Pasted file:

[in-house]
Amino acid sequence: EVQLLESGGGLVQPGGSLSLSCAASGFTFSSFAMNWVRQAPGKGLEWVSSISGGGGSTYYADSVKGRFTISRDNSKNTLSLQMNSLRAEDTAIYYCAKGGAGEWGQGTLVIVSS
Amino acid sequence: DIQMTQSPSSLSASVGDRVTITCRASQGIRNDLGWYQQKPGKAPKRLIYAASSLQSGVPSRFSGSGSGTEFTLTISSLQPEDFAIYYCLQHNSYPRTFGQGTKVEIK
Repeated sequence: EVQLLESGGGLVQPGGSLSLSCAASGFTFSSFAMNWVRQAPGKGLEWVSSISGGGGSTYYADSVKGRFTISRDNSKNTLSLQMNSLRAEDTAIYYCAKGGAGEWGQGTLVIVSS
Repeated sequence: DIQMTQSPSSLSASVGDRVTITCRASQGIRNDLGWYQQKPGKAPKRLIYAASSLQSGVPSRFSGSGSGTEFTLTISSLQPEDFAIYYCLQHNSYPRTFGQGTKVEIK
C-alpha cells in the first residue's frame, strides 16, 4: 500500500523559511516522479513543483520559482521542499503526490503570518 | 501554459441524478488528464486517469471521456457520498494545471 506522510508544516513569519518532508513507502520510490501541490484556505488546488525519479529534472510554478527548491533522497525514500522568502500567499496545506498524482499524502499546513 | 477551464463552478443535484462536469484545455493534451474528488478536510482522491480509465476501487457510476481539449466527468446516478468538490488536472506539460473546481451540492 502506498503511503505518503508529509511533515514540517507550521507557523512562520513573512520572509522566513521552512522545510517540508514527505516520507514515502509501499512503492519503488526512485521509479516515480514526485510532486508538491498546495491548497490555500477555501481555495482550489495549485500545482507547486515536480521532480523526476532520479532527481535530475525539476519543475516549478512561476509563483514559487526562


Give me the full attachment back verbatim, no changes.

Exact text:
[in-house]
Amino acid sequence: EVQLLESGGGLVQPGGSLSLSCAASGFTFSSFAMNWVRQAPGKGLEWVSSISGGGGSTYYADSVKGRFTISRDNSKNTLSLQMNSLRAEDTAIYYCAKGGAGEWGQGTLVIVSS
Amino acid sequence: DIQMTQSPSSLSASVGDRVTITCRASQGIRNDLGWYQQKPGKAPKRLIYAASSLQSGVPSRFSGSGSGTEFTLTISSLQPEDFAIYYCLQHNSYPRTFGQGTKVEIK
Repeated sequence: EVQLLESGGGLVQPGGSLSLSCAASGFTFSSFAMNWVRQAPGKGLEWVSSISGGGGSTYYADSVKGRFTISRDNSKNTLSLQMNSLRAEDTAIYYCAKGGAGEWGQGTLVIVSS
Repeated sequence: DIQMTQSPSSLSASVGDRVTITCRASQGIRNDLGWYQQKPGKAPKRLIYAASSLQSGVPSRFSGSGSGTEFTLTISSLQPEDFAIYYCLQHNSYPRTFGQGTKVEIK
C-alpha cells in the first residue's frame, strides 16, 4: 500500500523559511516522479513543483520559482521542499503526490503570518 | 501554459441524478488528464486517469471521456457520498494545471 506522510508544516513569519518532508513507502520510490501541490484556505488546488525519479529534472510554478527548491533522497525514500522568502500567499496545506498524482499524502499546513 | 477551464463552478443535484462536469484545455493534451474528488478536510482522491480509465476501487457510476481539449466527468446516478468538490488536472506539460473546481451540492 502506498503511503505518503508529509511533515514540517507550521507557523512562520513573512520572509522566513521552512522545510517540508514527505516520507514515502509501499512503492519503488526512485521509479516515480514526485510532486508538491498546495491548497490555500477555501481555495482550489495549485500545482507547486515536480521532480523526476532520479532527481535530475525539476519543475516549478512561476509563483514559487526562